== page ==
Chuck Liddell, "The Iceman" and the one who served as the face of mixed martial arts and the UFC for the better part of four years, officially retired from competition on Wednesday. Liddell, 41, will become an executive vice president of business development for UFC.
Liddell's last fight was a first-round knockout loss to Rich Franklin at UFC 115 last June. But his unofficial retirement was in the immediate moments of UFC 97 in April 2009. He was knocked out in the first round by Mauricio "Shogun" Rua. But it was Liddell, the losing fighter, who was last to leave the octagon that night. The Montreal crowd roared for roughly 10 minutes as Liddell soaked in those final moments of athletic glory and adulation from the crowd of 21,000-plus.
Liddell propelled UFC, and by default MMA, to new faces and places. Just as the sport began to break into the mainstream in late 2005, here came Liddell with the mohawk, the steely eyes, the soft harmless-sounding voice and that thunderous overhand right. Oh that overhand right.
It helped him knock out 13 opposing fighters. Liddell amassed a 21-8 overall record in 12 years as a professional fighter, with notable wins over Tito Ortiz, Randy Couture, Wanderlei Silva and Alistair Overeem, to name a few. He beat Couture the first time at UFC 52 to win the light heavyweight title, then defended it four consecutive times. That's the second longest streak in the UFC's most competitive division. The longest? Liddell's archnemesis, Ortiz.
As the sport grew and developed new stars such as Anderson Silva and Georges St-Pierre, Liddell was still the most marketable star. It was Liddell who did a guest spot on HBO's "Entourage." It was Liddell who was invited to be a contestant on "Dancing With the Stars."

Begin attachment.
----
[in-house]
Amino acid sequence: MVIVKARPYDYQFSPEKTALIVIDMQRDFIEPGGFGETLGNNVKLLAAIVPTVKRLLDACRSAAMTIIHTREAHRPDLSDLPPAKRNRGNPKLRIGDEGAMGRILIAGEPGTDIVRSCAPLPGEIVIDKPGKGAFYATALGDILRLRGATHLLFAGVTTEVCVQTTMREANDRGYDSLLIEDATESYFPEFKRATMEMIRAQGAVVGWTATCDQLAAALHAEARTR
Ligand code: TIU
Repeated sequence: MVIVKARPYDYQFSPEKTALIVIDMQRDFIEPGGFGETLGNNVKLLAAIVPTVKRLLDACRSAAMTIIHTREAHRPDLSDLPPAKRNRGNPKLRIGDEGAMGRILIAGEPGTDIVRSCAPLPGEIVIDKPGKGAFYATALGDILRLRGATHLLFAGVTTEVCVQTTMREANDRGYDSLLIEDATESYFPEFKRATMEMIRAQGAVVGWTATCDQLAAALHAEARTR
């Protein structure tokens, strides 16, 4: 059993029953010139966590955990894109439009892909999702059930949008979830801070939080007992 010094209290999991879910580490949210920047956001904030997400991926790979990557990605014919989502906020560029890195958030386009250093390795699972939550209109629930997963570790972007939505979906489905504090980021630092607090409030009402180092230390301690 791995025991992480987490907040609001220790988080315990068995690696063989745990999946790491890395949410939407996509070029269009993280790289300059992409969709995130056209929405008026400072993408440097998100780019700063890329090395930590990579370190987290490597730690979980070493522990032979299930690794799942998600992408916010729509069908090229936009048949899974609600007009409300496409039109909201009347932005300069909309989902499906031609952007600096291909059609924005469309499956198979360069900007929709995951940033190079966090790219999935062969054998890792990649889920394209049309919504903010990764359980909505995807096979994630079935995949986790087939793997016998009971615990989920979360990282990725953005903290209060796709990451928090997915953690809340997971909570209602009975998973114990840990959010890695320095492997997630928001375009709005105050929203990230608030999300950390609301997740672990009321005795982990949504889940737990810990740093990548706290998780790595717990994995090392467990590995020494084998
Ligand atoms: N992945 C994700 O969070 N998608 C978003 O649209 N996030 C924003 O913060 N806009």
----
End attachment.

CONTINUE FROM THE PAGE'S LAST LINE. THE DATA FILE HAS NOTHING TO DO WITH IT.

In the cage, however, Liddell's star began to fade the night of Sept. 6, 2008. He fought Rashad Evans at UFC 88 and was knocked out in highlight-reel fashion in the second round. The knockout punch, a devastating right hand from Evans, has been replayed over and over again in the years since and belongs on any knockout DVD compilation being made.
Liddell lost five of his last six fights, but managed to make getting knocked out just as exciting for fans as knocking other people out. That's no easy task. And while the news of Liddell's retirement shouldn't be that shocking -- after UFC 97, he was unofficially retired though never used the "R" word -- it's worth a few moments to reflect on his career and legacy in the sport he helped build.
If you want to learn more about Liddell's life and career -- the accounting degree and his wrestling at Cal Poly in San Luis Obispo -- read his 2008 book "Iceman: My Fighting Life."